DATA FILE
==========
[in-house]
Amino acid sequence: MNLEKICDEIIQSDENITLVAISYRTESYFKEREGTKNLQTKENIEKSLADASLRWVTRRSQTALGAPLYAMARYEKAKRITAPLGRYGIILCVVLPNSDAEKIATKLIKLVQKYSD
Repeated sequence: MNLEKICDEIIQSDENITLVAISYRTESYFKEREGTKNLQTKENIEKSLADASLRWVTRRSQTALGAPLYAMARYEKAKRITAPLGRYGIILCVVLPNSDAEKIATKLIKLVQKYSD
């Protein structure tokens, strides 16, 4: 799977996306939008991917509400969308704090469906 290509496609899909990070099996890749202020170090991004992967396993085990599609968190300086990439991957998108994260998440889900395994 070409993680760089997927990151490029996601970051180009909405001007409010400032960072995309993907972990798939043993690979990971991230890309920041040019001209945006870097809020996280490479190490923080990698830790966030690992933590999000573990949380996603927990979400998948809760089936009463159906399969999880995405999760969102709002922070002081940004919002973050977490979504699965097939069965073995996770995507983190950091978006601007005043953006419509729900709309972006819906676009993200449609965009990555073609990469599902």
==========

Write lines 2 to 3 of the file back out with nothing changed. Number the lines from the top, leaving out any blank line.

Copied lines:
Amino acid sequence: MNLEKICDEIIQSDENITLVAISYRTESYFKEREGTKNLQTKENIEKSLADASLRWVTRRSQTALGAPLYAMARYEKAKRITAPLGRYGIILCVVLPNSDAEKIATKLIKLVQKYSD
Repeated sequence: MNLEKICDEIIQSDENITLVAISYRTESYFKEREGTKNLQTKENIEKSLADASLRWVTRRSQTALGAPLYAMARYEKAKRITAPLGRYGIILCVVLPNSDAEKIATKLIKLVQKYSD